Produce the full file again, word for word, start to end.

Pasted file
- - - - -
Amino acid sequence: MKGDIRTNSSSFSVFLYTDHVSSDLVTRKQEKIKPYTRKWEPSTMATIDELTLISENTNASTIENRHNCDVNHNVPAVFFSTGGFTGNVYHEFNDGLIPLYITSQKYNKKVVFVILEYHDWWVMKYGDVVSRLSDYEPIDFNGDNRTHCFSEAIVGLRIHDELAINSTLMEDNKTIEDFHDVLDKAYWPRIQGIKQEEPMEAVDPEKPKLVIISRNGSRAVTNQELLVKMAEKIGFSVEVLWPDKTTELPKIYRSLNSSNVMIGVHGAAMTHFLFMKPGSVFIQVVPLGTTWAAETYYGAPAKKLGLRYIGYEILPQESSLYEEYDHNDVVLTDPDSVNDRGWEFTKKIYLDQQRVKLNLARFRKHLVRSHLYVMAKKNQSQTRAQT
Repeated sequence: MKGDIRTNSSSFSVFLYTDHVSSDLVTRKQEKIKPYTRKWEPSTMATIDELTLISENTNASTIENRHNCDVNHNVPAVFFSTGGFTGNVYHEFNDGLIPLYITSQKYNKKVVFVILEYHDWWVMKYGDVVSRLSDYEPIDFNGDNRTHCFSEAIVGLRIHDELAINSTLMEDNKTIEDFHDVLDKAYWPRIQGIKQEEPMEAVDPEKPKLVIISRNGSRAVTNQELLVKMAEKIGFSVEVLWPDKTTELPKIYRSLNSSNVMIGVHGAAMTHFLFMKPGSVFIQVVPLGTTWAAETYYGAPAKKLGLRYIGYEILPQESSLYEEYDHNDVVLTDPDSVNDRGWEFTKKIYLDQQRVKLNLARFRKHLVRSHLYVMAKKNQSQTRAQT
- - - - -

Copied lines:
Amino acid sequence: MKGDIRTNSSSFSVFLYTDHVSSDLVTRKQEKIKPYTRKWEPSTMATIDELTLISENTNASTIENRHNCDVNHNVPAVFFSTGGFTGNVYHEFNDGLIPLYITSQKYNKKVVFVILEYHDWWVMKYGDVVSRLSDYEPIDFNGDNRTHCFSEAIVGLRIHDELAINSTLMEDNKTIEDFHDVLDKAYWPRIQGIKQEEPMEAVDPEKPKLVIISRNGSRAVTNQELLVKMAEKIGFSVEVLWPDKTTELPKIYRSLNSSNVMIGVHGAAMTHFLFMKPGSVFIQVVPLGTTWAAETYYGAPAKKLGLRYIGYEILPQESSLYEEYDHNDVVLTDPDSVNDRGWEFTKKIYLDQQRVKLNLARFRKHLVRSHLYVMAKKNQSQTRAQT
Repeated sequence: MKGDIRTNSSSFSVFLYTDHVSSDLVTRKQEKIKPYTRKWEPSTMATIDELTLISENTNASTIENRHNCDVNHNVPAVFFSTGGFTGNVYHEFNDGLIPLYITSQKYNKKVVFVILEYHDWWVMKYGDVVSRLSDYEPIDFNGDNRTHCFSEAIVGLRIHDELAINSTLMEDNKTIEDFHDVLDKAYWPRIQGIKQEEPMEAVDPEKPKLVIISRNGSRAVTNQELLVKMAEKIGFSVEVLWPDKTTELPKIYRSLNSSNVMIGVHGAAMTHFLFMKPGSVFIQVVPLGTTWAAETYYGAPAKKLGLRYIGYEILPQESSLYEEYDHNDVVLTDPDSVNDRGWEFTKKIYLDQQRVKLNLARFRKHLVRSHLYVMAKKNQSQTRAQT